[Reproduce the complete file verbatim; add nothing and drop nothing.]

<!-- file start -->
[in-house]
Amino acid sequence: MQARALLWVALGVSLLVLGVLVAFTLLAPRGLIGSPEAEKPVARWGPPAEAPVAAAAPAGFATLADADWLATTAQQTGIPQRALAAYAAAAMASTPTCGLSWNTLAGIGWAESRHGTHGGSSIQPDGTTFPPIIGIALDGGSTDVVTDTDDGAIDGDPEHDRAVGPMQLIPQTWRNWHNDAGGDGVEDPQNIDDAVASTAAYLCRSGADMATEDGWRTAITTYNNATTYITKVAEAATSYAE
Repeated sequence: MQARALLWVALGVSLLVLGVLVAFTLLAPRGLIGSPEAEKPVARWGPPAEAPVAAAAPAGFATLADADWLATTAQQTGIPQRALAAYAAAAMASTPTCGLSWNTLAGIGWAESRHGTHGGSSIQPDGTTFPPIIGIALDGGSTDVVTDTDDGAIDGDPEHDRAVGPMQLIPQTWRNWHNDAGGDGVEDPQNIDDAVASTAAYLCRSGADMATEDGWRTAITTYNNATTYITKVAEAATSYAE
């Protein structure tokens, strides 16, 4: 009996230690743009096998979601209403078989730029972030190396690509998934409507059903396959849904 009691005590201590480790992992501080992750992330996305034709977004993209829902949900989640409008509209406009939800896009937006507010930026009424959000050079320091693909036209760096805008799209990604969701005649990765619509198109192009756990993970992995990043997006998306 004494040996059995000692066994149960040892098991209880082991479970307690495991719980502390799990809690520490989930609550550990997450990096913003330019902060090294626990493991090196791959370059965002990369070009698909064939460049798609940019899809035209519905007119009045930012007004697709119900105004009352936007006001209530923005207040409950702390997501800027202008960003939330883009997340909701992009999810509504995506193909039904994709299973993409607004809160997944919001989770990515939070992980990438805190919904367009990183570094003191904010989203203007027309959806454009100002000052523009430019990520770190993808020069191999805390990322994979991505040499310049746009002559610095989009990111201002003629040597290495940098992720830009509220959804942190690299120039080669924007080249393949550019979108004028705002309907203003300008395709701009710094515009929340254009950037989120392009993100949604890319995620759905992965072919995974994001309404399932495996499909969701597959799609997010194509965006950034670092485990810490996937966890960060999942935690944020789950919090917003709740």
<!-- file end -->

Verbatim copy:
[in-house]
Amino acid sequence: MQARALLWVALGVSLLVLGVLVAFTLLAPRGLIGSPEAEKPVARWGPPAEAPVAAAAPAGFATLADADWLATTAQQTGIPQRALAAYAAAAMASTPTCGLSWNTLAGIGWAESRHGTHGGSSIQPDGTTFPPIIGIALDGGSTDVVTDTDDGAIDGDPEHDRAVGPMQLIPQTWRNWHNDAGGDGVEDPQNIDDAVASTAAYLCRSGADMATEDGWRTAITTYNNATTYITKVAEAATSYAE
Repeated sequence: MQARALLWVALGVSLLVLGVLVAFTLLAPRGLIGSPEAEKPVARWGPPAEAPVAAAAPAGFATLADADWLATTAQQTGIPQRALAAYAAAAMASTPTCGLSWNTLAGIGWAESRHGTHGGSSIQPDGTTFPPIIGIALDGGSTDVVTDTDDGAIDGDPEHDRAVGPMQLIPQTWRNWHNDAGGDGVEDPQNIDDAVASTAAYLCRSGADMATEDGWRTAITTYNNATTYITKVAEAATSYAE
């Protein structure tokens, strides 16, 4: 009996230690743009096998979601209403078989730029972030190396690509998934409507059903396959849904 009691005590201590480790992992501080992750992330996305034709977004993209829902949900989640409008509209406009939800896009937006507010930026009424959000050079320091693909036209760096805008799209990604969701005649990765619509198109192009756990993970992995990043997006998306 004494040996059995000692066994149960040892098991209880082991479970307690495991719980502390799990809690520490989930609550550990997450990096913003330019902060090294626990493991090196791959370059965002990369070009698909064939460049798609940019899809035209519905007119009045930012007004697709119900105004009352936007006001209530923005207040409950702390997501800027202008960003939330883009997340909701992009999810509504995506193909039904994709299973993409607004809160997944919001989770990515939070992980990438805190919904367009990183570094003191904010989203203007027309959806454009100002000052523009430019990520770190993808020069191999805390990322994979991505040499310049746009002559610095989009990111201002003629040597290495940098992720830009509220959804942190690299120039080669924007080249393949550019979108004028705002309907203003300008395709701009710094515009929340254009950037989120392009993100949604890319995620759905992965072919995974994001309404399932495996499909969701597959799609997010194509965006950034670092485990810490996937966890960060999942935690944020789950919090917003709740």